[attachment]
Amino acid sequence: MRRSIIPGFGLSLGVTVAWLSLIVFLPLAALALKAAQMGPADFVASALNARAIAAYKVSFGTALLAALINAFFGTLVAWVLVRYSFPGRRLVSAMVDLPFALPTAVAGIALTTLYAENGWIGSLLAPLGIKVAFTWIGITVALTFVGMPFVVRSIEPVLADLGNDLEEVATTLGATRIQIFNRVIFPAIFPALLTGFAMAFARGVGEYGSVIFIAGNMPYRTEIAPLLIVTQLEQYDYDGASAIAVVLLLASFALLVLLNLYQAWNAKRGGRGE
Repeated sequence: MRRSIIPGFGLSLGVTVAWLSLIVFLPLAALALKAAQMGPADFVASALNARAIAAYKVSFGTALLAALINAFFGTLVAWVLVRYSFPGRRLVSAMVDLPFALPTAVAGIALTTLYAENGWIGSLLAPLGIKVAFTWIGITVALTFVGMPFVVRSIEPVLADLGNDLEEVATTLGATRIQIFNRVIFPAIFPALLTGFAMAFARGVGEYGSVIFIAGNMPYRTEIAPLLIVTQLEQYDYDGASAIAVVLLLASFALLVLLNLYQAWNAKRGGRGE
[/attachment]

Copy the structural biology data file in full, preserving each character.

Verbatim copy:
Amino acid sequence: MRRSIIPGFGLSLGVTVAWLSLIVFLPLAALALKAAQMGPADFVASALNARAIAAYKVSFGTALLAALINAFFGTLVAWVLVRYSFPGRRLVSAMVDLPFALPTAVAGIALTTLYAENGWIGSLLAPLGIKVAFTWIGITVALTFVGMPFVVRSIEPVLADLGNDLEEVATTLGATRIQIFNRVIFPAIFPALLTGFAMAFARGVGEYGSVIFIAGNMPYRTEIAPLLIVTQLEQYDYDGASAIAVVLLLASFALLVLLNLYQAWNAKRGGRGE
Repeated sequence: MRRSIIPGFGLSLGVTVAWLSLIVFLPLAALALKAAQMGPADFVASALNARAIAAYKVSFGTALLAALINAFFGTLVAWVLVRYSFPGRRLVSAMVDLPFALPTAVAGIALTTLYAENGWIGSLLAPLGIKVAFTWIGITVALTFVGMPFVVRSIEPVLADLGNDLEEVATTLGATRIQIFNRVIFPAIFPALLTGFAMAFARGVGEYGSVIFIAGNMPYRTEIAPLLIVTQLEQYDYDGASAIAVVLLLASFALLVLLNLYQAWNAKRGGRGE